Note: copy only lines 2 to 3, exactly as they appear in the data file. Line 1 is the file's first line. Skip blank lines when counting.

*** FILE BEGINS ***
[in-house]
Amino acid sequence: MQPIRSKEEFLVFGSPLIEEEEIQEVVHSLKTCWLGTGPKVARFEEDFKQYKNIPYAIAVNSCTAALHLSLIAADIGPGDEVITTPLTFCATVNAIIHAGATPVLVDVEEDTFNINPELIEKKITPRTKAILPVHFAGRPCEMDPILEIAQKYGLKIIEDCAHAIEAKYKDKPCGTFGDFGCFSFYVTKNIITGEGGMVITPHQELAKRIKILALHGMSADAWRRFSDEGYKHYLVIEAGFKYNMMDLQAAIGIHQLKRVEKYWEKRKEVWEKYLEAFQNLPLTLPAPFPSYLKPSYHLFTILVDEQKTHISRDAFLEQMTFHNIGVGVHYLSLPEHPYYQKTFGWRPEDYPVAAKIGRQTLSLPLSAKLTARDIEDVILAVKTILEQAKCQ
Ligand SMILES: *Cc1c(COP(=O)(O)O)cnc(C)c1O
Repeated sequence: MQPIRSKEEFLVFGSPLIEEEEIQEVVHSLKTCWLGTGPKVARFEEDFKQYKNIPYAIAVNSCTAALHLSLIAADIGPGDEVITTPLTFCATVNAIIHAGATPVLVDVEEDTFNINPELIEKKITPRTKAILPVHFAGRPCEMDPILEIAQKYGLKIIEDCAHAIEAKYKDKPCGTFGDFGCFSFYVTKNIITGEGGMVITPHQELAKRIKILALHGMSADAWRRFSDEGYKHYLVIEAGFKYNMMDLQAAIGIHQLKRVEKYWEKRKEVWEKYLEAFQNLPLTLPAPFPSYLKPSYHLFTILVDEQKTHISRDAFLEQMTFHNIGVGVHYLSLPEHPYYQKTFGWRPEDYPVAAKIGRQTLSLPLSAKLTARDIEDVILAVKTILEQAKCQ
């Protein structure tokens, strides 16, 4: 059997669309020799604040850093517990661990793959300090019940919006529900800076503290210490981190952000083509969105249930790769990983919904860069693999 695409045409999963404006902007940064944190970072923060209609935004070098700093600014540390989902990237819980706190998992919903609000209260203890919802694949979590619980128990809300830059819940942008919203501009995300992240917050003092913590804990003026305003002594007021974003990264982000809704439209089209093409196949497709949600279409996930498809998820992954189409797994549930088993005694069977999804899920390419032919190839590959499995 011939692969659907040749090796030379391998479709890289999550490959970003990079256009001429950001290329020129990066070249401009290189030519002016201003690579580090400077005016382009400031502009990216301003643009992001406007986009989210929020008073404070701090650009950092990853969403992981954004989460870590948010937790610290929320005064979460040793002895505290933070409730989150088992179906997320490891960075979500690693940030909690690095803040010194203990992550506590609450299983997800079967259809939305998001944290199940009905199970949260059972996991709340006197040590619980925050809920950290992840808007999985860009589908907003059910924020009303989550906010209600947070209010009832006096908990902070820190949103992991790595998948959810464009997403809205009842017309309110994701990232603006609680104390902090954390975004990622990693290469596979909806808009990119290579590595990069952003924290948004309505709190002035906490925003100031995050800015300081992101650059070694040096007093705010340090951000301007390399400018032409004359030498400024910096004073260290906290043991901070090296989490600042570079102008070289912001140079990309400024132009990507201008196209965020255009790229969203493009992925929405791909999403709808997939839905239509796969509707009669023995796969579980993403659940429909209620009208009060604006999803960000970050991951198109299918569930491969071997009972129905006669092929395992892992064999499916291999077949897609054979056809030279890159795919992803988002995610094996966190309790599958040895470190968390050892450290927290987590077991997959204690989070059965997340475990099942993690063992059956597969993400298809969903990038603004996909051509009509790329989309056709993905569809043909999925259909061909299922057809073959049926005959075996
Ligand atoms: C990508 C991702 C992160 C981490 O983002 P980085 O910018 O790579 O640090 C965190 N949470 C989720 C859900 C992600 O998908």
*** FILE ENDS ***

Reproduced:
Amino acid sequence: MQPIRSKEEFLVFGSPLIEEEEIQEVVHSLKTCWLGTGPKVARFEEDFKQYKNIPYAIAVNSCTAALHLSLIAADIGPGDEVITTPLTFCATVNAIIHAGATPVLVDVEEDTFNINPELIEKKITPRTKAILPVHFAGRPCEMDPILEIAQKYGLKIIEDCAHAIEAKYKDKPCGTFGDFGCFSFYVTKNIITGEGGMVITPHQELAKRIKILALHGMSADAWRRFSDEGYKHYLVIEAGFKYNMMDLQAAIGIHQLKRVEKYWEKRKEVWEKYLEAFQNLPLTLPAPFPSYLKPSYHLFTILVDEQKTHISRDAFLEQMTFHNIGVGVHYLSLPEHPYYQKTFGWRPEDYPVAAKIGRQTLSLPLSAKLTARDIEDVILAVKTILEQAKCQ
Ligand SMILES: *Cc1c(COP(=O)(O)O)cnc(C)c1O